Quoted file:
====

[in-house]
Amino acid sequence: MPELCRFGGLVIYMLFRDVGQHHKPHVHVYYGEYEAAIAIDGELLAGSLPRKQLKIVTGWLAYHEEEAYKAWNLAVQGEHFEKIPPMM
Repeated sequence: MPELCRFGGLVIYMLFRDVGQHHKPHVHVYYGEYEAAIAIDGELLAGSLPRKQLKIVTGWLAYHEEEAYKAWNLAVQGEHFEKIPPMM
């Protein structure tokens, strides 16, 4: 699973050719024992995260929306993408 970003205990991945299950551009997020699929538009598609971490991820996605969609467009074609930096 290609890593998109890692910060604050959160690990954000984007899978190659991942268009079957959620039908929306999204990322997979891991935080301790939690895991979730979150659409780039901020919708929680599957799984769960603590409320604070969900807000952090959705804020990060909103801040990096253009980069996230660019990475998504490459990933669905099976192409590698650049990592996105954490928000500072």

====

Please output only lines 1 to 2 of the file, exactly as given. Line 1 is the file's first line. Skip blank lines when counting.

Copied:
[in-house]
Amino acid sequence: MPELCRFGGLVIYMLFRDVGQHHKPHVHVYYGEYEAAIAIDGELLAGSLPRKQLKIVTGWLAYHEEEAYKAWNLAVQGEHFEKIPPMM